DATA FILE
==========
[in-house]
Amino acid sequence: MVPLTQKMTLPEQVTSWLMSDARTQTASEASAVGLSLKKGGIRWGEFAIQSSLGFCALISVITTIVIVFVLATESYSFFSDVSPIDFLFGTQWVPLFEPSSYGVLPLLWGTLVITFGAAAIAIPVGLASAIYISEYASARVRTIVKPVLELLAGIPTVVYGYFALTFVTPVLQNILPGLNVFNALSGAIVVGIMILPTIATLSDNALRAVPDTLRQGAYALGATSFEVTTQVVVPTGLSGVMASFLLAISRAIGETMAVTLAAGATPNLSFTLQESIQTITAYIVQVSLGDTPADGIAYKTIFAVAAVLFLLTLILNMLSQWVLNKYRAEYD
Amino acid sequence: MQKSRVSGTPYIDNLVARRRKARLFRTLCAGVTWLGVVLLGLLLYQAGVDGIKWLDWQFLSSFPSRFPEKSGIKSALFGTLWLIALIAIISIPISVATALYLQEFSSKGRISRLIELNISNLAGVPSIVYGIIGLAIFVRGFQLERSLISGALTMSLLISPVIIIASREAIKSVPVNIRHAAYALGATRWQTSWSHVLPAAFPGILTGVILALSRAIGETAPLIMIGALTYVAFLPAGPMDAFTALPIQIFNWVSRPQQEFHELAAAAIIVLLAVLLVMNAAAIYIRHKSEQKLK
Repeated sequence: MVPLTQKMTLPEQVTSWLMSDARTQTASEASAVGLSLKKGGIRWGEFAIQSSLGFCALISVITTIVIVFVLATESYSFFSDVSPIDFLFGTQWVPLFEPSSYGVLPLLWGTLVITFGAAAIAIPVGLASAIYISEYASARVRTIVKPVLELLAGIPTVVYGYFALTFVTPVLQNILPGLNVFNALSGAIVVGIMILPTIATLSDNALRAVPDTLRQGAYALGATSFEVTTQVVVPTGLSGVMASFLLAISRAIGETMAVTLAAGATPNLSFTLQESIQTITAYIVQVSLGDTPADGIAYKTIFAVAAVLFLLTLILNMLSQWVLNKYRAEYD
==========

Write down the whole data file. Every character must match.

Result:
[in-house]
Amino acid sequence: MVPLTQKMTLPEQVTSWLMSDARTQTASEASAVGLSLKKGGIRWGEFAIQSSLGFCALISVITTIVIVFVLATESYSFFSDVSPIDFLFGTQWVPLFEPSSYGVLPLLWGTLVITFGAAAIAIPVGLASAIYISEYASARVRTIVKPVLELLAGIPTVVYGYFALTFVTPVLQNILPGLNVFNALSGAIVVGIMILPTIATLSDNALRAVPDTLRQGAYALGATSFEVTTQVVVPTGLSGVMASFLLAISRAIGETMAVTLAAGATPNLSFTLQESIQTITAYIVQVSLGDTPADGIAYKTIFAVAAVLFLLTLILNMLSQWVLNKYRAEYD
Amino acid sequence: MQKSRVSGTPYIDNLVARRRKARLFRTLCAGVTWLGVVLLGLLLYQAGVDGIKWLDWQFLSSFPSRFPEKSGIKSALFGTLWLIALIAIISIPISVATALYLQEFSSKGRISRLIELNISNLAGVPSIVYGIIGLAIFVRGFQLERSLISGALTMSLLISPVIIIASREAIKSVPVNIRHAAYALGATRWQTSWSHVLPAAFPGILTGVILALSRAIGETAPLIMIGALTYVAFLPAGPMDAFTALPIQIFNWVSRPQQEFHELAAAAIIVLLAVLLVMNAAAIYIRHKSEQKLK
Repeated sequence: MVPLTQKMTLPEQVTSWLMSDARTQTASEASAVGLSLKKGGIRWGEFAIQSSLGFCALISVITTIVIVFVLATESYSFFSDVSPIDFLFGTQWVPLFEPSSYGVLPLLWGTLVITFGAAAIAIPVGLASAIYISEYASARVRTIVKPVLELLAGIPTVVYGYFALTFVTPVLQNILPGLNVFNALSGAIVVGIMILPTIATLSDNALRAVPDTLRQGAYALGATSFEVTTQVVVPTGLSGVMASFLLAISRAIGETMAVTLAAGATPNLSFTLQESIQTITAYIVQVSLGDTPADGIAYKTIFAVAAVLFLLTLILNMLSQWVLNKYRAEYD